How to Increase Our Baseline Health and Immunity

Are we all mere victims to the billions of pathogens circulating around us?  Do we have any power over whether we get sick or not?  Why, during a cold or flu season, do some get sick and some don’t?

We are constantly making choices, every day, which either improve, or reduce our overall health and wellbeing.  I often talk about health as being like a bank account; each time we make a healthful choice, such as taking exercise or choosing a nourishing lunch, we are making a deposit in our health account.  Every time we make less positive choices, such as eating an entire tub of Ben and Jerry’s ice-cream or sitting on the couch for 10 hours a day, we are making a withdrawal.  Our baseline health and immunity is likened to the balance remaining in our health account.

What Can We Do to Help Increase Our Baseline Health and Immunity?

Exercise –

If you are new to exercise, start with just going for a walk.  Begin with say 20 minutes, and build up gradually from there.  Walking really is one of the best forms of exercise.  Exercising outside has the added bonus of getting a dose of fresh air and sunshine.

If you’ve been exercising for a while, aim to be exercising either 30 minutes per day, or for an hour, 3-4 times per week.  Having a good mix of resistance/weight training, some cardio, as well as some work each week on flexibility and core strength and stability.

Nutrition –

This is probably the most powerful way we can make deposits or indeed withdrawals from our health account. 

Keep it simple; we don’t need to be following the latest diet craze or fashion.  Balance is key.  Lots of vegetables, preferably lightly steamed.  Good quality protein, fresh organic eggs.  Some complex carbohydrates.  Plenty of healthy fats, such as avocados, nuts, olive oil and grass-fed butter.

Minimise refined sugar.  Consume in very small amounts any cakes, biscuits/cookies, ice-cream, sweets/candy and deserts.

Drink plenty of water.  High quality, filtered drinking water or mineral water.  Room-temperature is best.  However, avoid drinking at mealtimes.

Avoid fast food.  The big multi-national fast food chains remain open and are seemingly thriving, whilst small family-run cafes and delis are closed or struggling.  Make healthy choices when you need or fancy and take away lunch.  Choose local, choose healthy.

Minimise alcohol and caffeine intake.

Sleep –

Quality sleep is so foundational and integral to our overall health and wellbeing, as well as our immunity.  Adults should aim for a minimum of seven hours of quality sleep per night.  Teenagers and children need more than this.

Sleep hygiene is vital to ensuring our sleep is of high quality.  We should avoid screens for at least one hour prior to sleeping.  Instead, reading a book, taking a bath or a gentle walk would work well.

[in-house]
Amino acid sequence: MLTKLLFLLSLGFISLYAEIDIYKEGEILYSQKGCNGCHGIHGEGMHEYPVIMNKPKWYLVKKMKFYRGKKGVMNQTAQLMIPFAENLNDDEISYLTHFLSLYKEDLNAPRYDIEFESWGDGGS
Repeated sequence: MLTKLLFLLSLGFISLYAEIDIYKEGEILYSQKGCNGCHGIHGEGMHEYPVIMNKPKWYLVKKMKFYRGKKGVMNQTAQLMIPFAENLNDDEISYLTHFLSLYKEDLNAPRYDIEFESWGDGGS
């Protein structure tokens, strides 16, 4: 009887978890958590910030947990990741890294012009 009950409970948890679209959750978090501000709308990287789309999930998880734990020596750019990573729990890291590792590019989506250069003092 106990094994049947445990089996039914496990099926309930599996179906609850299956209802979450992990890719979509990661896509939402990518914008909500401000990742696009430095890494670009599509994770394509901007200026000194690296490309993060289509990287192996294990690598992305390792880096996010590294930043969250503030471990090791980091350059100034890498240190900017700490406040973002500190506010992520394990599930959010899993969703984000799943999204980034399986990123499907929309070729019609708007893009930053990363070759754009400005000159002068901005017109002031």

Avoid drinking caffeine after around 1:00 or 2:00pm. 

Using essential oils in the bedroom can be very helpful too.  Lavender, frankincense and neroli are some of my favourites.

Mindset –

How and what we think, as well as what we choose to believe, has a direct effect on our health and immunity.  Our thoughts also influence our behaviours and ultimately our habits.

I encourage you to consider what you are exposing yourself to in terms of media, news and social media.  Is watching the news for hours per day making you feel empowered or depressed, positive or powerless and despondent?  Why not try switching off the news for a week, and see how different you feel.

What conversations are we having with others?  How do our friends or colleagues make us feel?  Do we surround ourselves with positive people who bring out the best in us?

Stress Reduction –

We all need and thrive from a certain amount of stress in our lives.  However, when this stress becomes prolonged and sustained, this begins to have a negative effect on our health and immunity.

As my patients and followers know, I take a very holistic approach to health.  Meditation and breathing techniques are excellent ways to help us regulate our body’s stress response.  They do this by balancing the hypothalamic-pituitary-adrenal axis, which helps to regulate the body’s cortisol levels, amongst other things.  Certain breathing or chanting techniques can also help by stimulating the vagus nerve.

The most simple and accessible meditation technique I teach is a simple sitting breath-counting meditation.  Sit either on a chair or cross-legged on the floor, and maintain and good erect posture.  Begin to focus on your breath, which you will find gradually becomes slower and deeper.  Now, begin counting your breath on each exhale.  You can begin by just counting to 3, then start again from 1.  As this gets easier, try increasing the count to 7, 11, 21.  Each time you reach your target number, begin again from one.  Do this for about 10 minutes to begin with.

There are also some great apps available these days.  My favourite is HeadSpace.

All of these areas form my Five Pillars of Health, and are the foundation to my approach to health and wellbeing for my patients, my family and myself. 

Why not try some of these tips yourself, and let me know if you notice any changes.

With love and health,

Dr Steve